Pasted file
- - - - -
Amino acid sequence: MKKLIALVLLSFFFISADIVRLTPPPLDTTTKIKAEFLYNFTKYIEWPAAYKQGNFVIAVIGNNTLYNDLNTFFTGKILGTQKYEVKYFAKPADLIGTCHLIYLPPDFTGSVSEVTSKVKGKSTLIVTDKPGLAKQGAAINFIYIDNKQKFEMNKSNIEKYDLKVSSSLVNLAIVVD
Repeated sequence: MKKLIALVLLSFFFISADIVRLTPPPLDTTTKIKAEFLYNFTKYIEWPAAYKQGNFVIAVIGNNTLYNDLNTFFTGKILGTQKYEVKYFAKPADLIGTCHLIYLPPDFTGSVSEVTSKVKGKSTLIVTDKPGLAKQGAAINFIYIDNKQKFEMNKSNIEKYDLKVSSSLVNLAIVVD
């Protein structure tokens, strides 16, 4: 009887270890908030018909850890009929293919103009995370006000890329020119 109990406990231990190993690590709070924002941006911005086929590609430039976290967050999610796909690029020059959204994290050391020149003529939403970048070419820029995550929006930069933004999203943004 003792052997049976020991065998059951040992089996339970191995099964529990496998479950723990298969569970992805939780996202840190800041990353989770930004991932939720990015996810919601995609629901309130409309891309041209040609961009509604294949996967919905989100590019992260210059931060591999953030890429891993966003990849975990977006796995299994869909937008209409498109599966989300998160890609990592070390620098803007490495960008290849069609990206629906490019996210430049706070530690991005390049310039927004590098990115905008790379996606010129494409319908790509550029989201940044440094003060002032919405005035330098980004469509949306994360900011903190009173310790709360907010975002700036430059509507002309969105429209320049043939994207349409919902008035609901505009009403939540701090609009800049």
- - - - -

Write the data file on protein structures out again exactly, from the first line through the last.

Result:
Amino acid sequence: MKKLIALVLLSFFFISADIVRLTPPPLDTTTKIKAEFLYNFTKYIEWPAAYKQGNFVIAVIGNNTLYNDLNTFFTGKILGTQKYEVKYFAKPADLIGTCHLIYLPPDFTGSVSEVTSKVKGKSTLIVTDKPGLAKQGAAINFIYIDNKQKFEMNKSNIEKYDLKVSSSLVNLAIVVD
Repeated sequence: MKKLIALVLLSFFFISADIVRLTPPPLDTTTKIKAEFLYNFTKYIEWPAAYKQGNFVIAVIGNNTLYNDLNTFFTGKILGTQKYEVKYFAKPADLIGTCHLIYLPPDFTGSVSEVTSKVKGKSTLIVTDKPGLAKQGAAINFIYIDNKQKFEMNKSNIEKYDLKVSSSLVNLAIVVD
């Protein structure tokens, strides 16, 4: 009887270890908030018909850890009929293919103009995370006000890329020119 109990406990231990190993690590709070924002941006911005086929590609430039976290967050999610796909690029020059959204994290050391020149003529939403970048070419820029995550929006930069933004999203943004 003792052997049976020991065998059951040992089996339970191995099964529990496998479950723990298969569970992805939780996202840190800041990353989770930004991932939720990015996810919601995609629901309130409309891309041209040609961009509604294949996967919905989100590019992260210059931060591999953030890429891993966003990849975990977006796995299994869909937008209409498109599966989300998160890609990592070390620098803007490495960008290849069609990206629906490019996210430049706070530690991005390049310039927004590098990115905008790379996606010129494409319908790509550029989201940044440094003060002032919405005035330098980004469509949306994360900011903190009173310790709360907010975002700036430059509507002309969105429209320049043939994207349409919902008035609901505009009403939540701090609009800049």